movements. At least in several of the early works, however, allusions
seem to resonate musically and dramatically with material in other
movements in ways that have not been realized, suggesting significant
relationships between form, inter-movement narrative, and historical
reference that have yet to be sufficiently appreciated.
Stevens (University of Michigan)
Song Collections: Rethinking a Genre"
theorizing the role of genre in Brahms’s song collections, this dissertation
explores what the composer’s alluring description of these collections
as “Liedersträuße” (“song-bouquets”) might
imply for their analysis and interpretation as music-textual wholes.
Opp. 57, 85, and 70 form the basis of three analytical chapters that
demonstrate the variety of unifying textual and musical aspects found
in these collections. In each case, apparent unities are resisted
by other elements of music and text, thereby suggesting an ironic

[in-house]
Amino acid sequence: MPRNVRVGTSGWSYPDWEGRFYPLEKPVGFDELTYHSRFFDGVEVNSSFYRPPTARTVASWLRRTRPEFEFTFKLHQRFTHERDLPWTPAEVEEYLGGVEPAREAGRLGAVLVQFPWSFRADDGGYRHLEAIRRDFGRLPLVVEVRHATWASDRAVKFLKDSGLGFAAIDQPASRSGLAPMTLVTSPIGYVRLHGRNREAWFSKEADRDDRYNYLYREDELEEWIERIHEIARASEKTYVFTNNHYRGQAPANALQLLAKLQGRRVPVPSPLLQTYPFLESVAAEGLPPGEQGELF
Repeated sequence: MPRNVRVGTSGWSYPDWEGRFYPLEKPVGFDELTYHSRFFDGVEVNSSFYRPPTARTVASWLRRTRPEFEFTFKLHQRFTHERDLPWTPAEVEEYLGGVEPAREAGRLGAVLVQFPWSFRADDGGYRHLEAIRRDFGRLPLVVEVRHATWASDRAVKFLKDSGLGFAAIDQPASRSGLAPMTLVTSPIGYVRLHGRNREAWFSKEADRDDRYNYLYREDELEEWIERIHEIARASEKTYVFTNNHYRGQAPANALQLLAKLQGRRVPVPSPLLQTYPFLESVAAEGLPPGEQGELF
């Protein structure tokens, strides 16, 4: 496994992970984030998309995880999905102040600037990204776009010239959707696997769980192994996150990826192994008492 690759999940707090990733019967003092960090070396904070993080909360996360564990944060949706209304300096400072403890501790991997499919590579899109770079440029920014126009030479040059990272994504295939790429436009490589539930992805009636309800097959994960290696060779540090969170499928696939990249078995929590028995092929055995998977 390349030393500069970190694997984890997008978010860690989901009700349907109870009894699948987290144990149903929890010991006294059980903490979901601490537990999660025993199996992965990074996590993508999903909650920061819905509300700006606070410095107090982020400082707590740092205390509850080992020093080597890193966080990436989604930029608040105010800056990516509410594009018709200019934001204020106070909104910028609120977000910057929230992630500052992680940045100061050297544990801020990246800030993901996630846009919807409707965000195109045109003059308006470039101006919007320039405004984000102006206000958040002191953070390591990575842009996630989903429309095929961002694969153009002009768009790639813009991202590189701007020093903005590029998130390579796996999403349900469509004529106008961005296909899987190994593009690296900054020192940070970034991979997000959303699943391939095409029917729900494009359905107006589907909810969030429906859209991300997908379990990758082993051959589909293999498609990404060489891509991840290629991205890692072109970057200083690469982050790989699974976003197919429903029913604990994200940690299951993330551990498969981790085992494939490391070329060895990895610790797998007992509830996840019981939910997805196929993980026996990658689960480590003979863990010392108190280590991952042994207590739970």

conception of the song-bouquet while calling into question the generic
identity of these collections as larger wholes.
singular approach to the nineteenth-century song collection thus invites
a renewed interest in the problem of musical genre. Taking an interdisciplinary
approach to the subject, this dissertation advances common notions
of musical genre in order to articulate the new modes of relating
text and music found in Brahms’s collections, not just within a song
but between them. Considering genre as a historically constructed
social category, I argue that these collections project a historical
consciousness typical of late Romantic thought. In doing so, Brahms’s
song-bouquets may be productively interpreted as a critique both of
earlier genres such as the song cycle and of the Romantic ideologies
that have structured the creation and reception of those genres.
McManus (The University of North Carolina at Chapel Hill)
Rhetoric of Sexuality in the Age of Brahms and Wagner"
an enduring theme in nineteenth-century music history, the Brahms-Wagner
debate often takes the problem of form as its main thesis: it has
long been cast as the struggle of “absolute” versus “program” music.
Recent musicology has focused on its intersections with nationalism
and politics, historicism, and the nascent fields of music history
and theory. Broadening the scope of critical discourse we study, I
have examined the debate through the lens of certain sexual rhetoric